- Posner smacks lawyers, vindicates objectors in Radio Shack coupon settlement [CCAF, Fisher, more]
- “Germany To Consider Ban On Late-Night Work Emails” [Alexander Kaufman, Huffington Post]
- 7th Circuit overturns Wisconsin John Doe ruling, sends back to state judges [Milwaukee Journal-Sentinel, ruling; more, Vox] John Doe case prosecutor John Chisholm, via columnist Dan Bice, strikes back against source in office who talked to Stuart Taylor, Jr. [Taylor, Althouse]
- Trial lawyer/massive Democratic donor Steve Mostyn also dabbles in Texas Republican primaries [Robert T. Garrett, Dallas Morning News; Mostyn’s national spending from Florida and Arizona to New Hampshire and Minnesota]
- Sad: immigration lawyer known for Iraqi Christian advocacy faces asylum fraud charges [Chicago Tribune]
- Might have been entertaining had Bruce Braley opponent Joni Ernst in Iowa argued in favor of nullification, but that’s not what evidence shows [Ramesh Ponnuru]
- California hobbles insurers with diverse-procurement regulations [Ian Adams, Insurance Journal]
Volunteers serve in National Parks around the country without ever being paid for their labor.
Why does the government encourage people to labor without pay for some activities and not others? …
We think that volunteering is noble, rewarding and educational independent of whether the cause is “for profit” or not.
Our issue is not with volunteering.
The issue is what right does the government have in saying where a free citizen of this country can donate his or her time and efforts to?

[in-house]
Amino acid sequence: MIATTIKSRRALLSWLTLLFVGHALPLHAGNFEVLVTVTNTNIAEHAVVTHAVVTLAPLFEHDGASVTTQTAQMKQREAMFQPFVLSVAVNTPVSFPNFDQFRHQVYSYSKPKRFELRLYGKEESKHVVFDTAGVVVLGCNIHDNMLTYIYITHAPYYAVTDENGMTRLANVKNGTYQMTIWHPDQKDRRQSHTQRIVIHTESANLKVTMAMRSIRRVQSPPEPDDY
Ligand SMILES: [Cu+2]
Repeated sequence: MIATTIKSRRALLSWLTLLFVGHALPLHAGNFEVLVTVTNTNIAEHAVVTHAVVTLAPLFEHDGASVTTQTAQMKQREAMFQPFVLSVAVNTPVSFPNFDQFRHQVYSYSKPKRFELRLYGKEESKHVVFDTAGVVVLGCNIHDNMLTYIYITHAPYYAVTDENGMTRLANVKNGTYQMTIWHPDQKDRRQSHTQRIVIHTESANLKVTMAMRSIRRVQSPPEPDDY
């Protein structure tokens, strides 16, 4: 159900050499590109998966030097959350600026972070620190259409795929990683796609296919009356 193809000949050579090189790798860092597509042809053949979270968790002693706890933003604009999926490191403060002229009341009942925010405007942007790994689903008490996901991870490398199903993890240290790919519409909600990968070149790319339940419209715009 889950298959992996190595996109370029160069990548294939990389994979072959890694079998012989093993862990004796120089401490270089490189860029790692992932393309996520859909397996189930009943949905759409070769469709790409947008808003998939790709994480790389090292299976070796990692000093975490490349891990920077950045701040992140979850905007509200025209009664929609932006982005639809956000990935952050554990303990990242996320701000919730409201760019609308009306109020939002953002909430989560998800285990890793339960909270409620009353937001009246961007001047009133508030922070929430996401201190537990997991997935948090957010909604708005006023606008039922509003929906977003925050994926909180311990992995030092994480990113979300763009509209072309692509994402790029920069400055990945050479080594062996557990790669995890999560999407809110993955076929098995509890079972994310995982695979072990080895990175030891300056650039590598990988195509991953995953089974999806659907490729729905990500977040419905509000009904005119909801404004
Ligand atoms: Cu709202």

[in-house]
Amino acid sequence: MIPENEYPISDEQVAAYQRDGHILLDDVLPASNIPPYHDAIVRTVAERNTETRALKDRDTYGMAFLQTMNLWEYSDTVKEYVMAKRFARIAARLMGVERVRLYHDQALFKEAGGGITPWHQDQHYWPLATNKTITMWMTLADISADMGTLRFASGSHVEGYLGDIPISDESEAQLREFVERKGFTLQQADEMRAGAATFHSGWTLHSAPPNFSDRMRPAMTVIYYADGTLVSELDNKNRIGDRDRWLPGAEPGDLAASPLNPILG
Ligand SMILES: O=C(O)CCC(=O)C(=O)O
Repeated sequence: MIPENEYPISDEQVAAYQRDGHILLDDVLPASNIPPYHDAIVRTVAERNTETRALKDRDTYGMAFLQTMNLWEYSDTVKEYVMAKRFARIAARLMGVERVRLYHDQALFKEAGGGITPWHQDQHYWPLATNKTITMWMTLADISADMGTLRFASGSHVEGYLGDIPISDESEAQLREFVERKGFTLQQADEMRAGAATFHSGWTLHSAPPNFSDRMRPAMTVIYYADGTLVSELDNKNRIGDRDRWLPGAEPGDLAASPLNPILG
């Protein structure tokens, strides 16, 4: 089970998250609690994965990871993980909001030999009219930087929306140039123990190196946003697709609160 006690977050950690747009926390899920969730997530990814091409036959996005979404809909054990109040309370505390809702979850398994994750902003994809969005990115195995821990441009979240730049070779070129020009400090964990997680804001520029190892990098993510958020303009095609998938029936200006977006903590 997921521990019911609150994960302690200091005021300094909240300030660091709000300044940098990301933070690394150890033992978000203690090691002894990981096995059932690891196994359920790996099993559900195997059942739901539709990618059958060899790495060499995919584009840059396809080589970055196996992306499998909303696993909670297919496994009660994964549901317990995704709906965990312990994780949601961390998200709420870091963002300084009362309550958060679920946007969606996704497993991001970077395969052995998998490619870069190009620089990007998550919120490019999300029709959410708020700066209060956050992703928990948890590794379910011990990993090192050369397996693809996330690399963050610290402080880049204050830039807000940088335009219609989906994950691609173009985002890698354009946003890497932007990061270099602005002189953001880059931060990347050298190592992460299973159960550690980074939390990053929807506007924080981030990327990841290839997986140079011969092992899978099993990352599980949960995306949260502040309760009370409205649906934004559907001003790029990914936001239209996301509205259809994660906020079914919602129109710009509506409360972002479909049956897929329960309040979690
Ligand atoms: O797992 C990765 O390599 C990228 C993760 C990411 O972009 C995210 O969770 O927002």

If you have a friend who is starting a business and you want to help him succeed, why can’t you volunteer your time, efforts and expertise? If a neighbor wants to build and extension onto their offices and you donate a set of architectural or engineering plans because that is your area of expertise. what right does the government have to say “you can’t do that?” If you design web pages and do some work on a web page for a fellow parishioner at your church, what concern is that of the government? How many small businesses have “friends” who donate time to repair or maintain the business’ computers?
The bottom line is the application of the labor of a person is the individual’s choice – not the government’s.
P.S. Small though it was, Westover “produce[d] the greatest variety of ports in the United States,” reports Baylen Linnekin. More from Darleen Click at Protein Wisdom. And in our comments section a reader identifying himself as William Smyth, owner of Westover Winery, comments here.